Last updated: 23 November 2022
Next review: 23 November 2023
Who we are and what we do
A Compulsory Purchase Order is a legal process that allows the Council to require those with interest in land or property to sell that interest to the Council if it is in the public good, for instance where we are undertaking the regeneration or development of a wider area.
A CPO could be made by a number of service areas/directorates within the Council depending on the development that is being undertaken. By searching our website for ‘Compulsory Purchase Order’ you can see if there are any CPOs being undertaken and the contact information for the team that is managing the process.
Information we hold about you
The CPO must include the names and addresses (where known) of every qualifying person who has a qualifying interest in the property. A qualifying person is defined in section 12(2) of the Acquisition of Land Act (ALA) 1981 as any person who is an owner, lessee, tenant (whatever the tenancy period) or occupier of the CPO land (see section 12(2)(a), ALA 1981).
The information held is:
- Nature of ownership
Why we need your information and how we use it
If we make a CPO, it must submit the CPO to the Secretary of State for confirmation. Prior to submission to the Secretary of State, we must comply with the notice requirements set out in sections 11 to 12 of the 1981 Act to allow for objections to the CPO to be made
- serve on every qualifying person, a personal notice in a form prescribed by the Prescribed Forms Regulations (PFR) 2004 (form 8 or 9, Schedule 1, PFR 2004) (section 12(1), ALA 1981). Such form includes the need to attach a copy of the CPO and accompanying map to a place “within the locality” of the land comprised in the order (section 11(2)(c), ALA 1981) as it should be within reasonably easy reach of the persons living in the area affected.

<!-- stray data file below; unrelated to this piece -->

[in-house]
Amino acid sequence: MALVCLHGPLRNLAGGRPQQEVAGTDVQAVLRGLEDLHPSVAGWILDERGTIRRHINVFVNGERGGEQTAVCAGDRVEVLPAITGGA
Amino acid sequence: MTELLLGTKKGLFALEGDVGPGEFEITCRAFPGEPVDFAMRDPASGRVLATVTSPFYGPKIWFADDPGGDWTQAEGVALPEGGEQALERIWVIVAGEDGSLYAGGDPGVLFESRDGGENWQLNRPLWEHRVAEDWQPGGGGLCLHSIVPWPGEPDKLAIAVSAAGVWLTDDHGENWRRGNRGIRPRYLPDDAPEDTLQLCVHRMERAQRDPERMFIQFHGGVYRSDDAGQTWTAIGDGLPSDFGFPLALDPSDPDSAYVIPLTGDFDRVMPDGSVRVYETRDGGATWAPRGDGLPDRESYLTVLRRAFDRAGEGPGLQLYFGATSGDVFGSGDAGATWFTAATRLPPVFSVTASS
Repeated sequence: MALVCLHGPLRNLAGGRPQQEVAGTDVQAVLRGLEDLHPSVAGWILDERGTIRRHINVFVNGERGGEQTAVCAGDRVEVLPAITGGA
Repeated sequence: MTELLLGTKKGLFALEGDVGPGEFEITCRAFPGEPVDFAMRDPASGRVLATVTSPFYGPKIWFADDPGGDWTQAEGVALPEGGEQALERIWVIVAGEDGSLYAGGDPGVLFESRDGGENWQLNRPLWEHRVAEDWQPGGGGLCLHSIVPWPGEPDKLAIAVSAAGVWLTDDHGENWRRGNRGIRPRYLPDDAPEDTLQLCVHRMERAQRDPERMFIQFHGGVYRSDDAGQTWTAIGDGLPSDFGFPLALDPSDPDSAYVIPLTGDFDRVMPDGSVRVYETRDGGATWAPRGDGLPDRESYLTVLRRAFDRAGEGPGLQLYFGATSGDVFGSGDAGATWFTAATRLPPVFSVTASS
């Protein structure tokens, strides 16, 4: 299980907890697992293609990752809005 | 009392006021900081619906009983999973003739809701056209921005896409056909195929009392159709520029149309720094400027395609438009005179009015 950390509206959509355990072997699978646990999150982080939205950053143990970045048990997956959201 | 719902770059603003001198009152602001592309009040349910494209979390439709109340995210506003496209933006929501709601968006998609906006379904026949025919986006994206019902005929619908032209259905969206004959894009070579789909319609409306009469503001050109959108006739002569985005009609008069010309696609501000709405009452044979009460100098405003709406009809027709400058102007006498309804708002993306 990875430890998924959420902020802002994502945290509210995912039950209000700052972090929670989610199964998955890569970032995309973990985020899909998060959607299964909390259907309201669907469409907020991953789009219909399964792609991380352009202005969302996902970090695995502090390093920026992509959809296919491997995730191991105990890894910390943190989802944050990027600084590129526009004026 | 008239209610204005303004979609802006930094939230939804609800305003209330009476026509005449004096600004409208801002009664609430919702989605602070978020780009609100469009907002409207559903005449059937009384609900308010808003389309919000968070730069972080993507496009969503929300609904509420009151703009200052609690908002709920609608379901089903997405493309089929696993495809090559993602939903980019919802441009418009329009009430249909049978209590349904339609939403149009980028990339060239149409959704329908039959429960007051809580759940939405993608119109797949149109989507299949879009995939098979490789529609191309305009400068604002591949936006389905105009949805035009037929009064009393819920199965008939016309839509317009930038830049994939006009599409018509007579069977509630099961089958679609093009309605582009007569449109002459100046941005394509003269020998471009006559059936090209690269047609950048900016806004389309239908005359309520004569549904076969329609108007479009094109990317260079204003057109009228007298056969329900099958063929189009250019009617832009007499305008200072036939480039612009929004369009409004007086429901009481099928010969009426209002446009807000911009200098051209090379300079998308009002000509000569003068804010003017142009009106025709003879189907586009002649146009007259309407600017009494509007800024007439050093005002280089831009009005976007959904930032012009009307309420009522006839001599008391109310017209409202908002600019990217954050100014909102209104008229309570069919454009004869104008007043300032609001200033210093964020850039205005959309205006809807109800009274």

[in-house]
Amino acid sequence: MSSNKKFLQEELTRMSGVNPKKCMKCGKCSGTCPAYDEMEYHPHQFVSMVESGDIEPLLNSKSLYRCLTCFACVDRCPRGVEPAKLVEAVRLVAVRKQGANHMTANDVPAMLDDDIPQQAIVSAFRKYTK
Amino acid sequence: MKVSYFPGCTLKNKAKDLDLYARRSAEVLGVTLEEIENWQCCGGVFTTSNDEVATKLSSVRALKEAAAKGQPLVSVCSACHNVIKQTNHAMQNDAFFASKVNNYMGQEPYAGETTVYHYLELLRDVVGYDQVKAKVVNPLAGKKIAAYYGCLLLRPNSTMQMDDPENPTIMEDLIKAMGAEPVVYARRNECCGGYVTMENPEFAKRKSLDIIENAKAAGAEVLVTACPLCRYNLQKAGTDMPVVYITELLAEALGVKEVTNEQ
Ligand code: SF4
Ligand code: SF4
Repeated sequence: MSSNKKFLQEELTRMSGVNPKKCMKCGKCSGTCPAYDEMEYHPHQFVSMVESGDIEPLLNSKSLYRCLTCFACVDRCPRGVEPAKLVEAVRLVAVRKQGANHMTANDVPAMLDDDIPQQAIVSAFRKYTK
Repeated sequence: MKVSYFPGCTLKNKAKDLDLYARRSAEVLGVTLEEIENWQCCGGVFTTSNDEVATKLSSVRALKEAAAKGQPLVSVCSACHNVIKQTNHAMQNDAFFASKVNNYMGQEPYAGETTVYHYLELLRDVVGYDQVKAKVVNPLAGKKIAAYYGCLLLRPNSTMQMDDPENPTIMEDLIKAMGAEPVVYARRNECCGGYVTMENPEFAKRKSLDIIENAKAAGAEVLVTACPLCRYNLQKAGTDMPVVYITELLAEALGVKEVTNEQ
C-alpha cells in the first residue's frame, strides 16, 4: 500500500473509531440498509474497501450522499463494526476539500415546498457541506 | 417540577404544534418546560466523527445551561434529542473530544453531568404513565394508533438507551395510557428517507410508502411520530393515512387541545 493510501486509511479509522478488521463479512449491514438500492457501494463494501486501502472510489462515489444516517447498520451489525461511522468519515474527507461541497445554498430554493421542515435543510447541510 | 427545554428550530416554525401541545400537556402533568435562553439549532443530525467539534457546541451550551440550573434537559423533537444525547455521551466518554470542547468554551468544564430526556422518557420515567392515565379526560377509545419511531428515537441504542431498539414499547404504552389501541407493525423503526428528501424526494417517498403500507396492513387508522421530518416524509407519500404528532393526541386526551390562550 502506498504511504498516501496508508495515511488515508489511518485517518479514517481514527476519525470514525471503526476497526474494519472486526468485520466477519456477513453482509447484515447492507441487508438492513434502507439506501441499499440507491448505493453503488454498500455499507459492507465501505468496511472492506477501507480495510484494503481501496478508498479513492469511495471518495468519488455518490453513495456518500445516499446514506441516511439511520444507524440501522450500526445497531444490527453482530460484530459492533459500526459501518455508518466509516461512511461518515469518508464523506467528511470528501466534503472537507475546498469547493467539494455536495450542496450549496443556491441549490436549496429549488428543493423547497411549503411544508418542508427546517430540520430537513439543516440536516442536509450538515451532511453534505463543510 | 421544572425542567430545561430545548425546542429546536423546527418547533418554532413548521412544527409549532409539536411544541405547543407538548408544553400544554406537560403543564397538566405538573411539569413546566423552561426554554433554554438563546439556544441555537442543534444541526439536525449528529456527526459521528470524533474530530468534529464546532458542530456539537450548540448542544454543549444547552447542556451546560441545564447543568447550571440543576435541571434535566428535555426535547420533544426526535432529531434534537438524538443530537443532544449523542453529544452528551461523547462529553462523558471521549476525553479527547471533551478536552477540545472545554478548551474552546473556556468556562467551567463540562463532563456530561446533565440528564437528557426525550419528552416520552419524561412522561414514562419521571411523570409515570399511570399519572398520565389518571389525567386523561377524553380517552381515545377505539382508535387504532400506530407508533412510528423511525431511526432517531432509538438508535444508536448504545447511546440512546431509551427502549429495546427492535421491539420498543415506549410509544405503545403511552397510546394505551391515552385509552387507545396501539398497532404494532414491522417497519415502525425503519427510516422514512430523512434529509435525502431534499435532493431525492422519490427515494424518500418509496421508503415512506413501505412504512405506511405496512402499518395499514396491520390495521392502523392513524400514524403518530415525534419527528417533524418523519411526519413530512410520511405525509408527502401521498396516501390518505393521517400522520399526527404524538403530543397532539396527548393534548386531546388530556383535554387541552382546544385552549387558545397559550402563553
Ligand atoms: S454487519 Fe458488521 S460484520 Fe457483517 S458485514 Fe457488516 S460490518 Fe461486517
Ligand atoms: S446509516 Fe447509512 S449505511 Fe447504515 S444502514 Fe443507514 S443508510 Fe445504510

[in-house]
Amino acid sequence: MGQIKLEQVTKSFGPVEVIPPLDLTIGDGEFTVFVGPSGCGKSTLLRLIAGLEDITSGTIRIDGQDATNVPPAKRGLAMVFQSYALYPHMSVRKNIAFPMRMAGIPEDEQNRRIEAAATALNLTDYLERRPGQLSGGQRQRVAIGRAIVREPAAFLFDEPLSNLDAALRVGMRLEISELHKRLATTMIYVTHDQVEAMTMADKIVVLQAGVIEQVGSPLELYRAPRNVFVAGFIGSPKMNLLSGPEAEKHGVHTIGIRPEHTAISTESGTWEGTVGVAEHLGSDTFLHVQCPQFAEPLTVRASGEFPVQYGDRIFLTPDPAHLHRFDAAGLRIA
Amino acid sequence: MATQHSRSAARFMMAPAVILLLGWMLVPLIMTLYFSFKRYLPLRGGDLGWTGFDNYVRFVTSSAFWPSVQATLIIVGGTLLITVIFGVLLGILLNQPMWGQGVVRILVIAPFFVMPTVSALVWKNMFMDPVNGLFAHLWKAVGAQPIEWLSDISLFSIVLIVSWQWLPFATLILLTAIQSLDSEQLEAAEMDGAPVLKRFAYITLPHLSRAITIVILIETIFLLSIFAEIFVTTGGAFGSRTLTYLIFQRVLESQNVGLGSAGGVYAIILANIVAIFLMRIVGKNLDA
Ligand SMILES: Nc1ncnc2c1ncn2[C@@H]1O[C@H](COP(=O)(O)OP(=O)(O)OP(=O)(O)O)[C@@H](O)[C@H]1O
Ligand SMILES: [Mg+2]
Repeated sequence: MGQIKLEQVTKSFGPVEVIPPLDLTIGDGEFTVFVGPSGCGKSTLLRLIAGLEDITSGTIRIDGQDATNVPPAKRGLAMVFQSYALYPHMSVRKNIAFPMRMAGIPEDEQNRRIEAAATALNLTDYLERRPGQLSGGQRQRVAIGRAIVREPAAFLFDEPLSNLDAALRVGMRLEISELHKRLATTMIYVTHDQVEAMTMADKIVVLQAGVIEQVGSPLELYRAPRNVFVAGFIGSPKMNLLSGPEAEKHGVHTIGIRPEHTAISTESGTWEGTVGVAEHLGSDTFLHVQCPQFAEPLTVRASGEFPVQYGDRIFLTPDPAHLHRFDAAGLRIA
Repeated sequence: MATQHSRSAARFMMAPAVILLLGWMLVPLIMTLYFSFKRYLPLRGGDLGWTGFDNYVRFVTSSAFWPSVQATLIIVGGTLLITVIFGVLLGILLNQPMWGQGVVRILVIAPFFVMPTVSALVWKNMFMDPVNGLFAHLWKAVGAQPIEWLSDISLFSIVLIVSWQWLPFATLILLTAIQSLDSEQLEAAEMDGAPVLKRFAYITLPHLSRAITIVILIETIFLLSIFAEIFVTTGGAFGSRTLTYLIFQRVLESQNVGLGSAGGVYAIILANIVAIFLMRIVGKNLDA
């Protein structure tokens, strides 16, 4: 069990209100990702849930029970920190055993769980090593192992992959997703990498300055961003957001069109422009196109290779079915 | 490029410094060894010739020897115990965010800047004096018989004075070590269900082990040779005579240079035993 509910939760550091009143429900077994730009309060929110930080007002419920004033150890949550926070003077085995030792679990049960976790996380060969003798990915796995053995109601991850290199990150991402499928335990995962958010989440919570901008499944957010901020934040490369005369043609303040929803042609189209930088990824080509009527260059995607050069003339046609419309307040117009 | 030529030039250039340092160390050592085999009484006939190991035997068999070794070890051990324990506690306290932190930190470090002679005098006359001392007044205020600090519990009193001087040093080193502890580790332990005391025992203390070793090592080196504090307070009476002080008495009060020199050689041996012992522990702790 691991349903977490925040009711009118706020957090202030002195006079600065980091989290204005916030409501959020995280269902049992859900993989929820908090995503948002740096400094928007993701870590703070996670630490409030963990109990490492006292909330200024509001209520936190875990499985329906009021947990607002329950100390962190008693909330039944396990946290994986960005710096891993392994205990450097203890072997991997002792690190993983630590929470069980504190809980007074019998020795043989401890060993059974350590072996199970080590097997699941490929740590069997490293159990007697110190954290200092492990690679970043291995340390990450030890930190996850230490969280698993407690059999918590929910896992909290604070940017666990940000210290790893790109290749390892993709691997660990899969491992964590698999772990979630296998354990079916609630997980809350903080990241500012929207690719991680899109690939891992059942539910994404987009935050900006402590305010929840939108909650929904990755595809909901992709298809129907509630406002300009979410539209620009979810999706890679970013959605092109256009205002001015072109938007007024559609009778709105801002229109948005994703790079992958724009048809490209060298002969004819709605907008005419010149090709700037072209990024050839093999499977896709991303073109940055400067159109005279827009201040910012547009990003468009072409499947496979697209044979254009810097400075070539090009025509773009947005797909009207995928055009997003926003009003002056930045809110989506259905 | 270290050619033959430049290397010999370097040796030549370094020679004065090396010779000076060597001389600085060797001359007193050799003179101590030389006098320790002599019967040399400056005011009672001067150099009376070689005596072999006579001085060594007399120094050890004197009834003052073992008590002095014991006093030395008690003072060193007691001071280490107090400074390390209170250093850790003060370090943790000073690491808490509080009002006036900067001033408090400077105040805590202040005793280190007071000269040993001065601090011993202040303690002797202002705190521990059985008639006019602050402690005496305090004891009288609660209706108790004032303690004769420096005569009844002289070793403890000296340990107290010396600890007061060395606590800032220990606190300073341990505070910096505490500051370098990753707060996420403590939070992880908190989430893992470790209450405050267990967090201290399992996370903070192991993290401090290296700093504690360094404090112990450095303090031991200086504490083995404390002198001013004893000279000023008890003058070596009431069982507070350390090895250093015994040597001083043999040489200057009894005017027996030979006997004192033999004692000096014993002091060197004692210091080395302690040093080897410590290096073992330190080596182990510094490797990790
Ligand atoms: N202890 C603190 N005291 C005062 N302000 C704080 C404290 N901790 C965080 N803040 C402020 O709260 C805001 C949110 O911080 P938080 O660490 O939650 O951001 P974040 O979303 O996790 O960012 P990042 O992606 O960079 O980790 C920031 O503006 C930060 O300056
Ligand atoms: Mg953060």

- if it is satisfied that, despite making a reasonable inquiry, it is still not practicable to ascertain the name or address of an owner, lessee, tenant or occupier of any part of the CPO land, the acquiring authority should deliver a personal notice (addressed to the owner, lessee, tenant or occupier) to another person on the property, or (if there is no one on the property) leave a copy of the notice on or near the property (section 6(4), ALA 1981).
- publish a notice for two successive weeks in one or more local newspapers in a form prescribed in the PFR 2004 (form 7, Schedule 1, PFR 2004) (section 11(1), ALA 1981). Such form includes the need to attach a copy of the CPO and accompanying map to a place “within the locality” of the land comprised in the order (section 11(2)(c), ALA 1981) as it should be within reasonably easy reach of the persons living in the area affected.
- fix a site notice to a conspicuous object on or near the CPO land (section 11(3), ALA 1981).
Therefore, in order to comply with such duties, we publish CPOs on our website in order to ensure effective notice of the CPO and mitigate the risks of prejudicing the interests of those who do not have access to newspapers or the ability to travel to the locality of a physical notice such as the Council offices
The lawful basis for the processing
Legal obligation - there is a legal obligation to publish the data, as described above.
Who your information will be shared with (if applicable)
The information will be publicly available on our website and in person at Waltham Forest Town Hall.
Please use our search box displayed on the home page to search for ‘Compulsory Purchase Order’. It will bring up information about any CPOs currently in progress.
How long we will keep your information
Waltham Forest will make the information available for the obligatory statutory period at the following locations:
- Waltham Forest public website - 2 weeks
- Waltham Forest Town Hall - 2 weeks
The information is also publicly available at the Land Registry for each property
Our Data Protection Officer
Our Data Protection Officer is Mark Hynes. You can contact him at Data.Protection@walthamforest.gov.uk.
Protecting your information
Your information choice and rights
Complaints and contact details
Information Commissioner’s Office
If we’re unable to resolve your complaint to your satisfaction, you can make a complaint to the Information Commissioner's Office (ICO).